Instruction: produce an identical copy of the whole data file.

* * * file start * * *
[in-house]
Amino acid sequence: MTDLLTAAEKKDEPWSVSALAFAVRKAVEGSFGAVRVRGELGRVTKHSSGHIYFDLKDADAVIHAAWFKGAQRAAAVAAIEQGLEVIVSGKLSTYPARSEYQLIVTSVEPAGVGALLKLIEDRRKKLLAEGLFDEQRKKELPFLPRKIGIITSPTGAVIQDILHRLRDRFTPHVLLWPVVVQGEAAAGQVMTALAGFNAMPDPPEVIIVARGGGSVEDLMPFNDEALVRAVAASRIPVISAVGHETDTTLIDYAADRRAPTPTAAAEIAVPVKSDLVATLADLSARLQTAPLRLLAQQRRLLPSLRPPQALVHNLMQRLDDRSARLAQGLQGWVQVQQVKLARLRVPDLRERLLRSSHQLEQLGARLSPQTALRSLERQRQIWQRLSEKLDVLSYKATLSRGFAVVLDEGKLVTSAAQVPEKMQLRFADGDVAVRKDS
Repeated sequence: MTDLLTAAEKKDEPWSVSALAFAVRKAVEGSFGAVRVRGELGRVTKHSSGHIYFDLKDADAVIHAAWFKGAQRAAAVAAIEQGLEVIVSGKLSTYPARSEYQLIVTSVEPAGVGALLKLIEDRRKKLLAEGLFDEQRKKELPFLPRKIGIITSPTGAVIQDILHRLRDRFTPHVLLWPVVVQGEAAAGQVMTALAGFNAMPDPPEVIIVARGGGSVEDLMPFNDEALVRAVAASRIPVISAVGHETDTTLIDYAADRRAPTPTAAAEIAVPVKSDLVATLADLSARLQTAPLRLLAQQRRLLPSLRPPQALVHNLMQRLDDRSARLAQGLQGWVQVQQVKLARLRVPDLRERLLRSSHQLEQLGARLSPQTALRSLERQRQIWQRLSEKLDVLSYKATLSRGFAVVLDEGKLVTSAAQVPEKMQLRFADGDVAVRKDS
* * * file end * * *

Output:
[in-house]
Amino acid sequence: MTDLLTAAEKKDEPWSVSALAFAVRKAVEGSFGAVRVRGELGRVTKHSSGHIYFDLKDADAVIHAAWFKGAQRAAAVAAIEQGLEVIVSGKLSTYPARSEYQLIVTSVEPAGVGALLKLIEDRRKKLLAEGLFDEQRKKELPFLPRKIGIITSPTGAVIQDILHRLRDRFTPHVLLWPVVVQGEAAAGQVMTALAGFNAMPDPPEVIIVARGGGSVEDLMPFNDEALVRAVAASRIPVISAVGHETDTTLIDYAADRRAPTPTAAAEIAVPVKSDLVATLADLSARLQTAPLRLLAQQRRLLPSLRPPQALVHNLMQRLDDRSARLAQGLQGWVQVQQVKLARLRVPDLRERLLRSSHQLEQLGARLSPQTALRSLERQRQIWQRLSEKLDVLSYKATLSRGFAVVLDEGKLVTSAAQVPEKMQLRFADGDVAVRKDS
Repeated sequence: MTDLLTAAEKKDEPWSVSALAFAVRKAVEGSFGAVRVRGELGRVTKHSSGHIYFDLKDADAVIHAAWFKGAQRAAAVAAIEQGLEVIVSGKLSTYPARSEYQLIVTSVEPAGVGALLKLIEDRRKKLLAEGLFDEQRKKELPFLPRKIGIITSPTGAVIQDILHRLRDRFTPHVLLWPVVVQGEAAAGQVMTALAGFNAMPDPPEVIIVARGGGSVEDLMPFNDEALVRAVAASRIPVISAVGHETDTTLIDYAADRRAPTPTAAAEIAVPVKSDLVATLADLSARLQTAPLRLLAQQRRLLPSLRPPQALVHNLMQRLDDRSARLAQGLQGWVQVQQVKLARLRVPDLRERLLRSSHQLEQLGARLSPQTALRSLERQRQIWQRLSEKLDVLSYKATLSRGFAVVLDEGKLVTSAAQVPEKMQLRFADGDVAVRKDS